Music in Worship

We are convinced that if the church would recover her ancient theology of worship, most modern debates over music style would subside.

Psalms and hymns should be liturgically appropriate–which means that they should fit into the overall pattern of worship. For this reason we regularly sing the Psalms, which were designed to be sung in the worship of the church. We also regularly sing hymns from all periods of church history as an expression of our unity with the whole body of Christ throughout all ages. For this reason, MCPC has been developing a collection of “Psalms and Hymns and Spiritual Songs” for many years.

We value the old Genevan tunes (which have been used by the continental Reformed churches for nearly 500 years), as well as more recent compositions by Stuart Townend, Paul Jones, or Andrew Deliyannides.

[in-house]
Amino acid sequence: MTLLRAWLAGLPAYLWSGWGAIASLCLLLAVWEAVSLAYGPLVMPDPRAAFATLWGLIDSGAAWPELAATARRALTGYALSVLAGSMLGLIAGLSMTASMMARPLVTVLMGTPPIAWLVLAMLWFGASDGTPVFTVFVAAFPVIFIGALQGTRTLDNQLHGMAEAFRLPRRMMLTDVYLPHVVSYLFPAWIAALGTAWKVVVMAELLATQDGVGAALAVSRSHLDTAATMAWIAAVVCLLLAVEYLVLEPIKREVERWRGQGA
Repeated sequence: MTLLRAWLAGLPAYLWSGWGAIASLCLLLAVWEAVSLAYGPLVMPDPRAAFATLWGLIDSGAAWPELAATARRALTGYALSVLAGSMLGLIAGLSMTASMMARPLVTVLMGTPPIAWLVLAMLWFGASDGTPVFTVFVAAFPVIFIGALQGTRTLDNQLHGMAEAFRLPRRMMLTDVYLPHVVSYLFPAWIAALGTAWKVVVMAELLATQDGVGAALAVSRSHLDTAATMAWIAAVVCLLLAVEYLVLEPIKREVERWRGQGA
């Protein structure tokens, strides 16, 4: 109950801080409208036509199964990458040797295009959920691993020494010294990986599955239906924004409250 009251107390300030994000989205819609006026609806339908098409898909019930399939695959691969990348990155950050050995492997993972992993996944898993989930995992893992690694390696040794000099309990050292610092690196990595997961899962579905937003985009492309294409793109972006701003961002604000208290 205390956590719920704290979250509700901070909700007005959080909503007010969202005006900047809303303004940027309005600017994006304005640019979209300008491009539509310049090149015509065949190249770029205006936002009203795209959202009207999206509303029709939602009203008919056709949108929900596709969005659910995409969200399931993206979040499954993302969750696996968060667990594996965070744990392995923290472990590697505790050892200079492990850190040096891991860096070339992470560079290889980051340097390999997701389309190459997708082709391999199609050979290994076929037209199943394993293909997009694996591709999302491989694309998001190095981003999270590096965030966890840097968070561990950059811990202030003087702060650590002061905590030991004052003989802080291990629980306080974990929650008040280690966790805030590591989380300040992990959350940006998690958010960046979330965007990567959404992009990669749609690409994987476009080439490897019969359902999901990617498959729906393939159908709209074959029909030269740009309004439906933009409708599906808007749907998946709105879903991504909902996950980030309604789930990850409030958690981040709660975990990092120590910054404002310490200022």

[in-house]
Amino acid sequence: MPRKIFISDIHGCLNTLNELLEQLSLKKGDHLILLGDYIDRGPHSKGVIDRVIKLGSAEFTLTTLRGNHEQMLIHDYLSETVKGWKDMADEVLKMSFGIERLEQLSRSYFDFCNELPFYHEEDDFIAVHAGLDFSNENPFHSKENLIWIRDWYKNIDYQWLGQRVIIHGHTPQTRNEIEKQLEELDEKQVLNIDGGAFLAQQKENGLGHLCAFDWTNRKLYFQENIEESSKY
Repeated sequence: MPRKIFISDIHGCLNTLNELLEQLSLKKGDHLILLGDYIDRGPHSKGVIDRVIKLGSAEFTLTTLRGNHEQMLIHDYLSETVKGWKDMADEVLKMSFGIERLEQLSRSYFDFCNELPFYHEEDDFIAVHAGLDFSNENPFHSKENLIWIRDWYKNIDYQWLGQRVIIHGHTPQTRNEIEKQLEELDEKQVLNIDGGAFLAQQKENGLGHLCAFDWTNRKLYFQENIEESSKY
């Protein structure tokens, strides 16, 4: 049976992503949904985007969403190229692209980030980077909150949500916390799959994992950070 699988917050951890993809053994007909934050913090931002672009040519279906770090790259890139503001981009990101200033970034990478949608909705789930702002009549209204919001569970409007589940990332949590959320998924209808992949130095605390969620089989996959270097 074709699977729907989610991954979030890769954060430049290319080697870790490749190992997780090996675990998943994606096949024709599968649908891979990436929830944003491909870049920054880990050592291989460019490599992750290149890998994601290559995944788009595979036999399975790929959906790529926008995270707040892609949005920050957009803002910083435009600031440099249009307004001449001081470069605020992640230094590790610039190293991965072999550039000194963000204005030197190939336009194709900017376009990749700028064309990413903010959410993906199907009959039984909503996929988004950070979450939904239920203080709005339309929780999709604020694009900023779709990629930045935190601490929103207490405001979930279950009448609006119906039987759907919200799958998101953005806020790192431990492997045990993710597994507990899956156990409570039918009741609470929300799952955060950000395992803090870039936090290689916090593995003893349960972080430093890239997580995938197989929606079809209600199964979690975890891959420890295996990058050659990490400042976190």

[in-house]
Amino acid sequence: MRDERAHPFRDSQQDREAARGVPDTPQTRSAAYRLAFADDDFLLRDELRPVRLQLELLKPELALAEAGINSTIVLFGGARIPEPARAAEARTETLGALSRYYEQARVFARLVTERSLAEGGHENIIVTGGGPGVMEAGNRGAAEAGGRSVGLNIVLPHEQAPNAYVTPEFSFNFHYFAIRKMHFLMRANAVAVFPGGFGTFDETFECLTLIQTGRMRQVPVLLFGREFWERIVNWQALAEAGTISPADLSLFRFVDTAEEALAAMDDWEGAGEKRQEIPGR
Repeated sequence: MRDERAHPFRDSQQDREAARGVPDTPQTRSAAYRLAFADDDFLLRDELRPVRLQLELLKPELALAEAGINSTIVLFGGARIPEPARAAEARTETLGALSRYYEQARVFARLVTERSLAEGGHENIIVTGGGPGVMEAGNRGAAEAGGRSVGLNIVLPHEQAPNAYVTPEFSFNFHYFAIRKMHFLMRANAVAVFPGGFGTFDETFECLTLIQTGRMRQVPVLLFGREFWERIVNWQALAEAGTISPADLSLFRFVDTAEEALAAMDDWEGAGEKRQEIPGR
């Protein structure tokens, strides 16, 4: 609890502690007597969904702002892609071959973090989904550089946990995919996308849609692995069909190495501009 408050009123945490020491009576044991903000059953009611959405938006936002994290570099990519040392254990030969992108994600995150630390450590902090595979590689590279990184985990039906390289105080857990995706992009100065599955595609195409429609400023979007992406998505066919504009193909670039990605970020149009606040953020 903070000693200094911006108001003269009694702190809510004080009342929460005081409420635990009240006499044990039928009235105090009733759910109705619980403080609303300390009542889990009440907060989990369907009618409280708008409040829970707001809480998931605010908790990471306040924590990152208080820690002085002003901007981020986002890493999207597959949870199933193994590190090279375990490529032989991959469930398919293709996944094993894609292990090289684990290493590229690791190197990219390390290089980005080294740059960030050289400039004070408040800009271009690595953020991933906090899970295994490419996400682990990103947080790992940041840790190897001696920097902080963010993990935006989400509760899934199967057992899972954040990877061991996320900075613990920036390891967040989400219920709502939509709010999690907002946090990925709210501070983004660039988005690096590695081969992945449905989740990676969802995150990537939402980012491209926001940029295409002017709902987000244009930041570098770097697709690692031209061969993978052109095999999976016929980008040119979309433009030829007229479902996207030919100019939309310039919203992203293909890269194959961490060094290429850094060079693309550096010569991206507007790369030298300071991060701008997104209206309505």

We gather at 10 a.m. every Sunday morning (after Sunday school and before the morning worship service) in order to practice singing four-part harmony, using one of the psalms/hymns for that Sunday morning.

We desire to use a variety of instruments in our congregational praise — but the particular accompaniment will vary depending on the gifts of the congregation from time to time.

Catechism Quiz

  • Catechism Question #60

    How is the sabbath to be sanctified? A. The sabbath is to be sanctified by a holy resting all that day, even from such worldly employments and recreations as are lawful on other days; and spending the whole time in the public and private exercises of God’s worship, except so much as is to be taken up in the works of necessity and mercy.   Matthew 12:11, 12   He said to them, “Which one of you who has a sheep, if it falls into a pit on the Sabbath, will not take hold of it and lift it out?  Of how much more value is a man than a sheep?  So it is lawful to do good on the Sabbath.”   Psalm 92:1, 2   It is good to […]